President Barack Obama’s 2015 National Security Strategy generally follows a series of national security policies that either neglected the domestic side (G. H. W. Bush, G. W. Bush, Obama) or the international side (Clinton) of national security. On the heels of two major wars and a global economic recession, the 2015 NSS focused on the United States underwriting global security and maintaining international order with the premise that those two elements would facilitate global prosperity and the expansion of human rights and dignity. The combined outcome of these four elements—security, international order, prosperity, and human rights—supported and sustained by U.S. leadership and values, would enable global stability. America’s national security would be enhanced ultimately by global stability and through the benefits of a global prosperity that fueled the U.S. economy.
One of the unrealized outcomes of this strategy, however, was that the U.S. economy did not benefit as much from the global economy as the global economy benefited from the U.S. economy. This imbalance resulted in continual annual deficits that contributed to an ever-increasing national debt exacerbated, in part, by the security umbrella provided by the U.S. to many of its allies and partners over the past several decades. As U.S. national security was addressed almost entirely through an international policy approach, many previously long-neglected domestic demands, such as health care, social security, education, and infrastructure renewal, finally forced their way to the political forefront. President Trump recognized this shortfall in policy and ran his ‘Make America Great Again’ campaign to redress this deficiency.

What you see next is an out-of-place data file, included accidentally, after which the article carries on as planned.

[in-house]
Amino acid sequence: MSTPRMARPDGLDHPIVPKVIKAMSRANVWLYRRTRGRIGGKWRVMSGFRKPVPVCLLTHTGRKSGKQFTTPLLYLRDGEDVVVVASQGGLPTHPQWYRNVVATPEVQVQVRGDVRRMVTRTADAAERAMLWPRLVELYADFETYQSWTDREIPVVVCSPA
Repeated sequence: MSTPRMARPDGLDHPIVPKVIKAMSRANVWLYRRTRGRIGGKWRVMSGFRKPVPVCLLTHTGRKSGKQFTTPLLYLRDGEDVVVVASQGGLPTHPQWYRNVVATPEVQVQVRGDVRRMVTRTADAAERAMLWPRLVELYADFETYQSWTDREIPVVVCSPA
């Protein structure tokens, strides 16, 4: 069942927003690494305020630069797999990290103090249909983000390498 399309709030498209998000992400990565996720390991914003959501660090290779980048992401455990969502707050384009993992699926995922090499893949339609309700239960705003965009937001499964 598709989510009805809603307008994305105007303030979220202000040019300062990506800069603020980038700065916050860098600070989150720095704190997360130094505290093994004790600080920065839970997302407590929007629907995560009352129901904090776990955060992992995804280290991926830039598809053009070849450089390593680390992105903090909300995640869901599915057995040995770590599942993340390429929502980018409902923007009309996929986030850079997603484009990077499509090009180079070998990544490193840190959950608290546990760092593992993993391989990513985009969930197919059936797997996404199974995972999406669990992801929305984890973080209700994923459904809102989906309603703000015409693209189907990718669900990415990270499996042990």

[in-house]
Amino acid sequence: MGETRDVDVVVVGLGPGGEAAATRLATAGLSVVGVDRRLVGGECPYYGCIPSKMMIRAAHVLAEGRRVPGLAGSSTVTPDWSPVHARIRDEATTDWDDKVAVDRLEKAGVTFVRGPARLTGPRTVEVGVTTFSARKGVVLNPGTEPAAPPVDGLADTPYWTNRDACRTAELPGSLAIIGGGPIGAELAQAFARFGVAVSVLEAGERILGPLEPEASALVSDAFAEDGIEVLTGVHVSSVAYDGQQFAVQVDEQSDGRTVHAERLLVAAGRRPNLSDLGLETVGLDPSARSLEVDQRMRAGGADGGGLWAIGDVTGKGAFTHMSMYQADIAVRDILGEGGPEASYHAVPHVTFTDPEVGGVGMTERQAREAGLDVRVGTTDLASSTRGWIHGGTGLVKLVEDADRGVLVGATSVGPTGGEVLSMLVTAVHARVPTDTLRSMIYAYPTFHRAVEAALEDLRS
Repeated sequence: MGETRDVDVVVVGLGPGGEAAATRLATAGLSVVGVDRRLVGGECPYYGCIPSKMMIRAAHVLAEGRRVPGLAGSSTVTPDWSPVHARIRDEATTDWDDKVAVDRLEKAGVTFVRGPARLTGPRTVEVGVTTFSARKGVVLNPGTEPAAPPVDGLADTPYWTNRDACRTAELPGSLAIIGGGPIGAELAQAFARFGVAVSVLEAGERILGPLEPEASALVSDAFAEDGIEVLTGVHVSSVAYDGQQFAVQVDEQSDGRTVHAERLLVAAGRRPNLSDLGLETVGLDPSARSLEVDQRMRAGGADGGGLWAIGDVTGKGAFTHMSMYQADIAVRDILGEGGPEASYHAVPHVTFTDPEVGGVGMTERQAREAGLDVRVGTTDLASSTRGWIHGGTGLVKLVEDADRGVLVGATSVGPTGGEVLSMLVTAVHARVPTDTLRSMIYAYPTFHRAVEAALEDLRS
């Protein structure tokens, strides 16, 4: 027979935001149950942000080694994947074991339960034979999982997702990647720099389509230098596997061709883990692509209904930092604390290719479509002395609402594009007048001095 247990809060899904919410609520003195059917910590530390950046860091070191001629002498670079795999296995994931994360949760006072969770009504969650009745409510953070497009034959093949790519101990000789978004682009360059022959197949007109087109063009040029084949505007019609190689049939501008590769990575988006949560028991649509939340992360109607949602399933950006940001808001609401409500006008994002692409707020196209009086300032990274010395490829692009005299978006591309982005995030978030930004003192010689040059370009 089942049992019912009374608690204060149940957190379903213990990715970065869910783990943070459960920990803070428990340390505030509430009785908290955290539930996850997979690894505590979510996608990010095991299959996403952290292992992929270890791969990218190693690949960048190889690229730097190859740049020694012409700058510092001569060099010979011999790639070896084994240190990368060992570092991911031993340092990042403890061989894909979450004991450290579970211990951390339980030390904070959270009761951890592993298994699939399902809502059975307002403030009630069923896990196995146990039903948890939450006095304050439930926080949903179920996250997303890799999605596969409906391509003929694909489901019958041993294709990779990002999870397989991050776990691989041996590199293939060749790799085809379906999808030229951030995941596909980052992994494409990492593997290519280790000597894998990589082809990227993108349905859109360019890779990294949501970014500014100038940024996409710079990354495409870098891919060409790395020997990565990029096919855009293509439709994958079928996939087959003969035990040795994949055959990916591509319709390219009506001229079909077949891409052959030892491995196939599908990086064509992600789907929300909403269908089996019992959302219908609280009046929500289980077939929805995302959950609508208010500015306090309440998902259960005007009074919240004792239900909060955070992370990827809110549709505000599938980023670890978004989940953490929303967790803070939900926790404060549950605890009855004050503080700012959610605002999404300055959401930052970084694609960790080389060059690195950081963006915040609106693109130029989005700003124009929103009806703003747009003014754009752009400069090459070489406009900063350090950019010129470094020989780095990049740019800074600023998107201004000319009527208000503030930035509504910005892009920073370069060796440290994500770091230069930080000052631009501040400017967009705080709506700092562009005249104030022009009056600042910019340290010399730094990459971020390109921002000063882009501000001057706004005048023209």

In an attempt to piece together a potential Trump national security strategy, I’ve reviewed and analyzed the six following current issue papers from the White House’s web page: America First Energy Plan; America First Foreign Policy; Bringing Back Jobs and Growth; Making Military Our Strong Again; Standing Up for Our Law Enforcement Community; Trade Deals That Work for All Americans. Individually, these issue papers illustrate a concern for the domestic side of national security that has been ignored in previous Administrations’ security approaches. Taken in the aggregate, these papers form a potential approach to national security that is a marked departure from past strategies and will allow competitors and adversaries to potentially dominate the global security environment. Analyzing and assessing each issue and then aggregating them into a whole will provide a glimpse into what a possible Trump National Security Strategy for the United States may look like.